by Joseph Miller III and Chloe Cummings (Winter 2018)

It is common for local government entities to encounter struggles in terminating employees who are unfit for duty. A recent case from the Seventh Circuit, Milliman v. County of McHenry, 893 F.3d 422 (7th Cir. 2018), reviewed a Sheriff’s Deputy’s claim that he was terminated in retaliation for his protected speech rather than his fitness for duty issues. The case provides a reminder of the proper steps for addressing retaliation claims and fitness for duty evaluations.

Milliman was hired as a McHenry County Sheriff’s Deputy in March of 1998. In late 2001, Milliman was diagnosed with brain cancer and underwent extensive treatment for his illness including brain surgery, radiation, and chemotherapy. Milliman ultimately recovered after extended medical leave and returned to work after a fitness-for-duty examination in 2003.

In November of 2010, another deputy brought suit against the McHenry County Sheriff’s Department, and Milliman served as a witness. During his testimony, Milliman accused the Sheriff of “corruption, bribery, securing fraudulent loans, trafficking illegal aliens, and soliciting the murder of two individuals.” Based on the allegations, the Sheriff referred Milliman to a psychologist. After Milliman objected to the first psychologist selected to perform the examination, the Sheriff sent Milliman to Dr. Grote to determine his fitness for duty.

In February of 2011, Dr. Grote found Milliman was unfit for duty. In his findings, Dr. Grote concluded that Milliman suffered from cognitive and psychological impairments resulting from his previous brain surgery, chemotherapy, and radiation, thereby rendering Milliman unfit for duty. After receiving this report, the Sheriff encouraged Milliman to retire with disability benefits. Milliman did not submit the required paperwork and was subsequently terminated for making false allegations against the Sheriff in his prior deposition, violating multiple Department General Orders, and being unfit to perform his duties as a deputy.

On December 9, 2011, Milliman filed suit against the Sheriff and the County claiming they violated his First Amendment rights by retaliating against him for engaging in constitutionally protected speech. In 2017, the district court granted summary judgment in favor of Defendants because the fitness-for-duty examination was independent, non-retaliatory, and non-pretextual.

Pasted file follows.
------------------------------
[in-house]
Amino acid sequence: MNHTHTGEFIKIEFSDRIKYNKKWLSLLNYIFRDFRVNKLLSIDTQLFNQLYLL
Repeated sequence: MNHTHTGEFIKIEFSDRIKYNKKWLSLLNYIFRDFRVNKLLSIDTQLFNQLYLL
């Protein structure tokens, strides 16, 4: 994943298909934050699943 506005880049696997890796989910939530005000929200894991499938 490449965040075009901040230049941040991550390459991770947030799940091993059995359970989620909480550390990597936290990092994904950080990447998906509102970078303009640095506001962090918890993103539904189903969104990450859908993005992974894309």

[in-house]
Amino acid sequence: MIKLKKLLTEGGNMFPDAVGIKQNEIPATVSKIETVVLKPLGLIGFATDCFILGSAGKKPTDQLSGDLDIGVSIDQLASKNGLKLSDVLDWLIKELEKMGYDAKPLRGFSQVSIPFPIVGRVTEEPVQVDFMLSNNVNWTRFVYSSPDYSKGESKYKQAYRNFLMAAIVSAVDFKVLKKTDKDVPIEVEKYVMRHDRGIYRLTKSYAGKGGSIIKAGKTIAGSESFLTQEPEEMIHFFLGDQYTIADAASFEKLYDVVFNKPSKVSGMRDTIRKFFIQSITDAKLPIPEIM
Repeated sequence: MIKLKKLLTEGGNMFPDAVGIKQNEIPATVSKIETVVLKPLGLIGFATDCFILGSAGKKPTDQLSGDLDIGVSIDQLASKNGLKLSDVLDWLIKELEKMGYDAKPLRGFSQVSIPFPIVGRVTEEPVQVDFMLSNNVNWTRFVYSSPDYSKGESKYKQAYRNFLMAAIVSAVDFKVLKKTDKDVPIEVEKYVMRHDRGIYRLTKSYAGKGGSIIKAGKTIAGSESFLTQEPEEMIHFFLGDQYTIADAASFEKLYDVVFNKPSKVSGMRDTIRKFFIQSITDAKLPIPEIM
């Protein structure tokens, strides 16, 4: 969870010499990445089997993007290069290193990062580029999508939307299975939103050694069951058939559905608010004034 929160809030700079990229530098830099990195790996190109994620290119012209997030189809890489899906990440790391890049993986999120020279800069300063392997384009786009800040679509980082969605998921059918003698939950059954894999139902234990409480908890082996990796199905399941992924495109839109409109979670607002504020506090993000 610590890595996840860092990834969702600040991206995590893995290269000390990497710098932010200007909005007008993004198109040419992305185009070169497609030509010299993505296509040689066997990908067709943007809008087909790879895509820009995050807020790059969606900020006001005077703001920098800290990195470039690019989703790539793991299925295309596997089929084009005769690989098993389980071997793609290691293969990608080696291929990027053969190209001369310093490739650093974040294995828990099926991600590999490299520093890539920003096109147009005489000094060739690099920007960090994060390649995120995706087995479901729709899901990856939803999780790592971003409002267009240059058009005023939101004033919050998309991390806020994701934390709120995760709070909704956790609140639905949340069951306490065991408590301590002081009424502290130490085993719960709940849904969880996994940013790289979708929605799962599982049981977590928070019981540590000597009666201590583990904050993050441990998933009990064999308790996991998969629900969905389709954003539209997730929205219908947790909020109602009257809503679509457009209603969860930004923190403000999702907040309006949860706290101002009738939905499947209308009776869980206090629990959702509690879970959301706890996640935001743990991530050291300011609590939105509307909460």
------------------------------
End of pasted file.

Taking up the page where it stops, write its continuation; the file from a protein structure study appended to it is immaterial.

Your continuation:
Milliman appealed to the Seventh Circuit. In deciding in favor of the Sheriff and County, the Seventh Circuit outlined both the factors and various burdens needed to prove a retaliation claim.

First, to prevail on a retaliation claim, a public employee must show that (1) he engaged in constitutionally protected speech; (2) he suffered a deprivation because of his employer’s action; and (3) his speech was a but – for cause of the employer’s action. Specifically, a plaintiff must show that the violation of First Amendment rights was a motivating factor of the alleged harm.

However, in retaliation cases, after the plaintiff meets the first three elements, the burden of proof shifts to the defendant to show that the harm would have occurred regardless of the presence of protected speech. If such a showing can be made by the employer, the burden shifts back to the plaintiff to prove that the employer’s reason for terminating the employee is “pretextual and the real reason was retaliatory animus.”

In applying this burden-shifting analysis to Milliman, the question became whether Milliman produced sufficient evidence to show that his employer’s reason for termination was pretextual. To meet this burden, Milliman argued that the Sheriff and his subordinates intentionally misled Dr. Grote in an attempt to influence Dr. Grote’s evaluation in favor of termination. However, the court found that the statements to Dr. Grote did not undermine the finding that Milliman was unfit for duty. In fact, Dr. Grote cited additional reasons to prove Milliman was not fit for work including disorganized and derailed conversation, impairment on cognitive tests, conflicting self-reports of memory loss, and abnormal testing. According to Dr. Grote, these impairments were consistent with frontal lobe dysfunction relating to Milliman’s previous brain tumor, chemotherapy, and radiation.

Milliman presented an expert witness, Dr. Dawkins, to argue that the conclusions were pretextual based on a criticism of Dr. Grote’s psychiatric evaluation. However, the court held that although Dr. Dawkins’s criticisms may have shown a different opinion than that of Dr. Grote’s, the criticisms did not change the fact that the Sheriff’s Department honestly believed Dr. Grote’s report and relied on that when making the termination decision.

Pretext requires more than foolish reasoning; pretext requires some level of intention on the part of the employer to further a desired unlawful action. What began as a seemingly routine fitness-for-duty examination evolved into an almost decade-long dispute over First Amendment rights. Many public entities require periodic employee psychological evaluations in order to assess the mental health risks associated with working in public service fields; thus, public entities may encounter similar issues when fitness for duty issues arise. When questions about employee fitness occur, ensure that the evaluation and termination processes are conducted in the proper manner.